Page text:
A favorite Marathi rice dish I love to make and eat is this easy but complexly flavored Masale Bhath, which translates to rice with masalas or spices. This is a deliciously healthy and vegan, gluten-free, soy-free recipe. You can make this rice recipe without any nuts--although the nuts are a yummy addition. 🙂
But one of my all-time favorite foods, one that's considered so special it's almost always on any Maharashtrian wedding menu, is this Masale Bhath.
The food of Maharashtra, much like its Marathi people, is complex and lavish with an undertone of sweetness--and a salt-of-the-earth approach that lends itself easily both to home cooking and the state's famous street foods like Pav Bhaji, Misal Pav and Vada Pav. The cooks of this state make rich use of legumes, especially sprouted ones, grains, leafy vegetables, coconut and spices in an assortment of tasty dishes. Then, they tie it all together with a spoonful of sugar.
But just like there's no single Indian cuisine, there's no single Maharashtrian cuisine. Instead, there are the Malvani and Saraswat cuisines of coastal Maharashtra, each known for its unique seafood dishes; there's Khandeshi cuisine known for its spicy curries; Kolhapuri cuisine, known for its fiery meat dishes; the cuisine of Vidarbha known for its Saoji masala mix and the recipes made with it, and so on.
This Masale Bhath, like a few other dishes, is a common thread that runs through all these cultures and cuisines, with one caveat: it is never really made exactly the same way in any two homes.
And by that I don't just mean a couple of spices are replaced with a couple of other spices, or a technique is tweaked this way or that. No, a Masale Bhath, I've found out over the years, is usually as unique as the cook who makes it.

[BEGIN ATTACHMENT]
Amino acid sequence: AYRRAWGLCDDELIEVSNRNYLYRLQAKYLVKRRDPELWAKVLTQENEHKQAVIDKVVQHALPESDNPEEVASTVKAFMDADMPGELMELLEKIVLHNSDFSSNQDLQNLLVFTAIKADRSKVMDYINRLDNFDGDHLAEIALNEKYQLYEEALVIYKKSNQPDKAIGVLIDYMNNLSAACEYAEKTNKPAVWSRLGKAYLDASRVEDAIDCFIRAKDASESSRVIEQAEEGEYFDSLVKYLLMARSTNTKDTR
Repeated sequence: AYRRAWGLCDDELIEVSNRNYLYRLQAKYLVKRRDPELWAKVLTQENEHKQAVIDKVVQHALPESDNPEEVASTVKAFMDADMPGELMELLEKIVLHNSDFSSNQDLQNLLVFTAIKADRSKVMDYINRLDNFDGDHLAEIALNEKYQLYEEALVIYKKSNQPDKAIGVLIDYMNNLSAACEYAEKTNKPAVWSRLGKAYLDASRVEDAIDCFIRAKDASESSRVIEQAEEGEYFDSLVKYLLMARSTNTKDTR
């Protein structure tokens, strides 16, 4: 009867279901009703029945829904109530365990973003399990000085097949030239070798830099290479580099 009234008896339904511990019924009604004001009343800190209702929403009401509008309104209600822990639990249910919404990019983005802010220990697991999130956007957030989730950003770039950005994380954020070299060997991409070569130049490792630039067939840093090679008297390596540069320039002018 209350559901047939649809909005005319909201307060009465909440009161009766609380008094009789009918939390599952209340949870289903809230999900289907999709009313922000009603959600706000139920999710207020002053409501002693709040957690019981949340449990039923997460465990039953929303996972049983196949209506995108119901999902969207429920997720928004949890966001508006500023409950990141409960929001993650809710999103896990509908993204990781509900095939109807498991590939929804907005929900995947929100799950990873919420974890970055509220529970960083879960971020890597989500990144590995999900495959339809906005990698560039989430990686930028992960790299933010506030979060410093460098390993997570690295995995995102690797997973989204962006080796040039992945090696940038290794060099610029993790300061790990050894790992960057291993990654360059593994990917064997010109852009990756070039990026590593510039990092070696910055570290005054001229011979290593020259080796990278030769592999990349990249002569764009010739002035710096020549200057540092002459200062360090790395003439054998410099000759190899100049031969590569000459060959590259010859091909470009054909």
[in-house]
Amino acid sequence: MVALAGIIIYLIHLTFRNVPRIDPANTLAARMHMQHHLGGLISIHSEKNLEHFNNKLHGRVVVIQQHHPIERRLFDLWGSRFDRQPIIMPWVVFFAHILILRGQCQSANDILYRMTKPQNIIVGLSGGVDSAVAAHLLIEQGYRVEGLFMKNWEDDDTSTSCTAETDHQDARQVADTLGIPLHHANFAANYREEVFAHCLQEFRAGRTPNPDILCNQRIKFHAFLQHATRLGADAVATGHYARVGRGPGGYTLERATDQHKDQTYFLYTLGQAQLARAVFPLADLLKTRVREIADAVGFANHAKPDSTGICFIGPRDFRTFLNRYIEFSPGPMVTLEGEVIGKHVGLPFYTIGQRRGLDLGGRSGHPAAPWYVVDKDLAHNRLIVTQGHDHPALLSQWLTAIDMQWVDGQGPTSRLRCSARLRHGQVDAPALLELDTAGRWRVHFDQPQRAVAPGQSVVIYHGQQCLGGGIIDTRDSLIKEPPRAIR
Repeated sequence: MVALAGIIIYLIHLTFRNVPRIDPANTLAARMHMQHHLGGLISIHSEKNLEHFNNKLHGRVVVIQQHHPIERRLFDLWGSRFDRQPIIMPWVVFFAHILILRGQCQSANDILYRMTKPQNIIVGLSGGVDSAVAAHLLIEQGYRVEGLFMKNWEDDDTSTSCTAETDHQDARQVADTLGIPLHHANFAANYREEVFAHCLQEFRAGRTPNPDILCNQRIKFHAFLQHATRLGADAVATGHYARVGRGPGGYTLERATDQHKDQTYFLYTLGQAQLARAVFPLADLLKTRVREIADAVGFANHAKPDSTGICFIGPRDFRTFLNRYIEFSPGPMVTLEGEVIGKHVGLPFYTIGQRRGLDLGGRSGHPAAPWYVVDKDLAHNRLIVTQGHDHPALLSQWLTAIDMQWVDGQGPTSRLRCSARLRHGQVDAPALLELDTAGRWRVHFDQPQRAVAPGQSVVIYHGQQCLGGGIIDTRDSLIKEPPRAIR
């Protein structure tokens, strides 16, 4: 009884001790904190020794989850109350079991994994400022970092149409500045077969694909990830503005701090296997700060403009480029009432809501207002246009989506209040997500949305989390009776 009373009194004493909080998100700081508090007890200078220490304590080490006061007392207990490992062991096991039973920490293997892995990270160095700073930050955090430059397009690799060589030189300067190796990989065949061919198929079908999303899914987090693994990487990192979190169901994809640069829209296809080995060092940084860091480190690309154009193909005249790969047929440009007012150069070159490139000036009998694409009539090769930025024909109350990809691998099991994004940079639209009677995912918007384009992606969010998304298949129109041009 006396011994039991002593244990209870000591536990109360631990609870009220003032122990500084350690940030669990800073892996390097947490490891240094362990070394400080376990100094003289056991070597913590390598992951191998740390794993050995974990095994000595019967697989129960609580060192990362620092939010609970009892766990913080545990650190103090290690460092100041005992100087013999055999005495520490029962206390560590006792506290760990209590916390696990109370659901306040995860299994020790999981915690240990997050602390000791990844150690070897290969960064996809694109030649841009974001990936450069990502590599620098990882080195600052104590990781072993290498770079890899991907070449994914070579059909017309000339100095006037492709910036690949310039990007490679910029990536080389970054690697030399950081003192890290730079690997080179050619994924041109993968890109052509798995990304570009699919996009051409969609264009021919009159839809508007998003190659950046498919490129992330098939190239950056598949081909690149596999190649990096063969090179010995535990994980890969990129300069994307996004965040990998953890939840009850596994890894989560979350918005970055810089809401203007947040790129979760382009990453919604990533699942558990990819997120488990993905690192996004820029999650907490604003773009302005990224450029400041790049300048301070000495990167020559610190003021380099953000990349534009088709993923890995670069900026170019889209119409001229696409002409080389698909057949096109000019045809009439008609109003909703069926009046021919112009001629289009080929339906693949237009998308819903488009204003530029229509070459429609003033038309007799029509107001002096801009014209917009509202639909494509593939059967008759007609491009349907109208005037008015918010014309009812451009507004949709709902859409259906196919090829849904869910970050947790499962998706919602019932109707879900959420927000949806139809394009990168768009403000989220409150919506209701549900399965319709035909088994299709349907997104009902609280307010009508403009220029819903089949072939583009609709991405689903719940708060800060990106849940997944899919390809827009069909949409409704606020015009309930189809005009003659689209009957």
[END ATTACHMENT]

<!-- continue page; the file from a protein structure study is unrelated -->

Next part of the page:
Some prefer to use two kinds of spice mixes, or masalas; others use none at all; some add eggplants and tendli (ivy gourd), others add carrots and cauliflower; some add potatoes, others none at all; some add garlic, others add ginger, still others add both. You get the picture?
This Masale Bhath I am sharing with you today is also uniquely mine, and it comes from my memories of eating it at numerous weddings I went to as a child.
My main interest at these day-long events, with mandatory attendance if you happened to be related to the bride or groom, was the food. Whenever possible, I took off with like-minded cousins to explore the kitchen and dining hall on the ground floor, as far as we could get from the day-long rituals and prying questions about school and grades from distant uncles and aunts you never saw outside a wedding hall. The cooks and their helpers were never too happy to see us, but they didn't shoo us away so long as we kept our distance while salivating over all the delicious smells wafting from the pots and pans.
Over time, those big platefuls of masale bhath, deep-fried papads, pakoras (or bhajjis, as we Maharashtrians call them), gulab jamun and batata vadas, eaten at long tables with the bride and groom sitting at the center, were pretty much etched into my brain and my tastebuds for eternity.
If you've never eaten a Masale Bhath before, you're in for a treat. This is an extremely healthy dish, with lots of veggies and rice married together with a spice mix unique to Maharashtra, called Goda Masala, or "sweet masala".
Now that may sound like an oxymoron, but what it really means is that it includes, in addition to spices, some elements that are nutty and sweet, like coconut, sesame seeds, poppy seeds and fennel.
You can buy goda masala online or at any Indian store, but if you can, I'd strongly advise you make your own. That's because I've often found the coconut goes rancid in storebought versions, and the couple of times I actually bought this masala, I had to throw it out without using it. Making goda masala at home is quite easy and you can find my goda masala recipe on my DIY spice mixes page. For those who'd rather buy it, I'll add an affiliate link in the recipe box below. Remember to refrigerate it in an airtight jar.
Some Masale Bhath recipes can be quite complicated, but I've really simplified this dish, while taking away none of its complexity. The goda masala does most of the work for you, along with the veggies.
I hope you'll try it, and if you do, be sure to leave a comment and a rating below to let me know!